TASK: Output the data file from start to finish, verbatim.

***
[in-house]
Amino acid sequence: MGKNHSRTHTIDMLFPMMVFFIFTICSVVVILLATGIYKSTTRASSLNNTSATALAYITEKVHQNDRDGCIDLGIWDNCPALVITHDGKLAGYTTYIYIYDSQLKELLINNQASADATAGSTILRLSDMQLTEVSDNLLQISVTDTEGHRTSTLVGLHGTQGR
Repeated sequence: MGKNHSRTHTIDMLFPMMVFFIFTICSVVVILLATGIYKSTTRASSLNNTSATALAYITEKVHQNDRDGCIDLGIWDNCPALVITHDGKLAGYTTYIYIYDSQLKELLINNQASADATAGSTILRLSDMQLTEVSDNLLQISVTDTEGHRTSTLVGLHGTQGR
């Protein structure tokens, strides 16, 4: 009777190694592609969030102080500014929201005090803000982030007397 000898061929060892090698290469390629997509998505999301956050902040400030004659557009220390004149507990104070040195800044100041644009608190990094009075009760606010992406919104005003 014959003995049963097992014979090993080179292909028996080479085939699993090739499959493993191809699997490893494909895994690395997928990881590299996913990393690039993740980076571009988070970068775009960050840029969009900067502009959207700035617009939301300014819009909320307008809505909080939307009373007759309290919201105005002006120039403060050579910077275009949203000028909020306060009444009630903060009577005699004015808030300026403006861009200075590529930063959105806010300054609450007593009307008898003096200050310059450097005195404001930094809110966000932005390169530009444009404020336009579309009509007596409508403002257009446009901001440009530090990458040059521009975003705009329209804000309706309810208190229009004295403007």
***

[in-house]
Amino acid sequence: MGKNHSRTHTIDMLFPMMVFFIFTICSVVVILLATGIYKSTTRASSLNNTSATALAYITEKVHQNDRDGCIDLGIWDNCPALVITHDGKLAGYTTYIYIYDSQLKELLINNQASADATAGSTILRLSDMQLTEVSDNLLQISVTDTEGHRTSTLVGLHGTQGR
Repeated sequence: MGKNHSRTHTIDMLFPMMVFFIFTICSVVVILLATGIYKSTTRASSLNNTSATALAYITEKVHQNDRDGCIDLGIWDNCPALVITHDGKLAGYTTYIYIYDSQLKELLINNQASADATAGSTILRLSDMQLTEVSDNLLQISVTDTEGHRTSTLVGLHGTQGR
């Protein structure tokens, strides 16, 4: 009777190694592609969030102080500014929201005090803000982030007397 000898061929060892090698290469390629997509998505999301956050902040400030004659557009220390004149507990104070040195800044100041644009608190990094009075009760606010992406919104005003 014959003995049963097992014979090993080179292909028996080479085939699993090739499959493993191809699997490893494909895994690395997928990881590299996913990393690039993740980076571009988070970068775009960050840029969009900067502009959207700035617009939301300014819009909320307008809505909080939307009373007759309290919201105005002006120039403060050579910077275009949203000028909020306060009444009630903060009577005699004015808030300026403006861009200075590529930063959105806010300054609450007593009307008898003096200050310059450097005195404001930094809110966000932005390169530009444009404020336009579309009509007596409508403002257009446009901001440009530090990458040059521009975003705009329209804000309706309810208190229009004295403007």